Ran fine, then suddenly it wouldn't start. Noticed that the shift indicator showed it was in Reverse or any other gear, but never in Park or Neutral. I assume that means the ECU thinks it in a gear and won't allow it to start. I can jump the starter with the key on and it will crank just fine but it won't fire.
We threw a range switch at it and no love there. I have tested the harness from the range switch to the PCM and everything is good there. I even put the harness connector on the old switch and tested through the switch and the connectors to the PCM and all is good.
I have tested the ground for the range switch and that is good.
Where is the ground for the PCM?
What else am I missing? I have found a thread someplace where all of the blocks were lit around all of the indicator letters like we have now but I can't find it anymore...
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I have the trans harness out and I hooked up the four wire connector that has the ground wires running through it. I then put my test light on the pins at the ECU connector (not the ECU) and the test light came on, verifying that I have a good ground.
It works now. WTMFF? I had the harness off and back on and the battery disconnected for longer than I had earlier, so was it a bad connection or was it the switch and it had to reset with the battery cable off?
The big problem is that this hauls people in wheelchairs and breaking down is a bad thing.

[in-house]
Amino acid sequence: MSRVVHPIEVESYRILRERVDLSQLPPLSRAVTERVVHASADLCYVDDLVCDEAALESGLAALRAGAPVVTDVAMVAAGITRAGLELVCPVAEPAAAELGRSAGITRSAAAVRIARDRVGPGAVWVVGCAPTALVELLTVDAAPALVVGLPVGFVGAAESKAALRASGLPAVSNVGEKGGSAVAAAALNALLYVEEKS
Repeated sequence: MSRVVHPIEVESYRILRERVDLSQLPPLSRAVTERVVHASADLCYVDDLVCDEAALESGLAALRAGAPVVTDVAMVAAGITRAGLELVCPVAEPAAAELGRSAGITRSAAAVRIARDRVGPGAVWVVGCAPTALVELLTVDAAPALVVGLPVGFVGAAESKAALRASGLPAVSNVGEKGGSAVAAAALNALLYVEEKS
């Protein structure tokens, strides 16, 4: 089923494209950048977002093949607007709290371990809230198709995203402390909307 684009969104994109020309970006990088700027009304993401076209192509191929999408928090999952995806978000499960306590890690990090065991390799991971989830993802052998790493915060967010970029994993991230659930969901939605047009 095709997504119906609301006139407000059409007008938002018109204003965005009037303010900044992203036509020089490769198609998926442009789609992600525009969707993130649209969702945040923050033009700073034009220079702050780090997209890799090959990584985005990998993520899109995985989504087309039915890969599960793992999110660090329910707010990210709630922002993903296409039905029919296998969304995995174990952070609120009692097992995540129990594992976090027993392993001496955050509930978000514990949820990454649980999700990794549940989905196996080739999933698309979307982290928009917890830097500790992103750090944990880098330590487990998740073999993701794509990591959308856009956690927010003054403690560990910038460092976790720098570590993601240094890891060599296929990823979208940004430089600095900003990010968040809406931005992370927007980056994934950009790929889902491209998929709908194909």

So, now that it's running, I figured that I would put down what I learned and how I tested it all.
As I have been thinking about this tonight I realized that when the gear indicator moved through the drive gears, it showed where the range selector switch wasn't working. So how does the range selector switch signal what gear you have selected? I was stumped since there are only four wires signalling six different positions, until I really got the wood burning. The switch controls grounds for the PCM, and depending on what combination of grounds, the PCM sees what gear you have selected.
Pin 7 is grounded in N, D and L
Pin 8 is grounded in P, 3 and L
Pin 9 is grounded in P, R, N and L
Pin 10 is grounded in P and N
Put another way:
In P, pins 8, 9, and 10 are grounded
in R, pin 9
in N, pins 7, 9 and 10
in D, pin 7
in 3, pin 8
in L, pins 7, 8 and 9
Now that I have this typed out, I can see that pin 10 circuit must not have been working. Actually, this gives me more confidence that the switch was the problem and I just needed to reset everything.
The range switch was about $50 so it's not expensive, but you need to ball-up to swap it out since you have to drop the trans oil pan and valve body:
Start by disconnecting the shift linkage. It just pulls straight up. Then loosen the bolt on the shift lever where it attaches to the shaft going into the transmission.
Have a drain pan handy and drop the transmission oil pan and filter. Find the 10 MM-headed hex bolts; there are a bunch of them, I didn't count. When you get the last ones out you will get more oil running out so be ready. The valve body will now drop out. The shift shaft comes out with it so you have to wiggle things around a bit to get it to come down.
CAREFUL. This is where the pucker factor increases. There are two accumulator pistons with springs that are held up by the valve body and they WILL fall down when you lower the valve body. I wasn't ready for this so I had to spend some time figuring out what went where since one piston had two springs and one had one spring. What it came down to is that... you know how that grey metal dirt coats stuff in a transmission? I saw where the springs sat on the plate of the valve body and I saw the witness marks of the inner spring in one spot and not the other.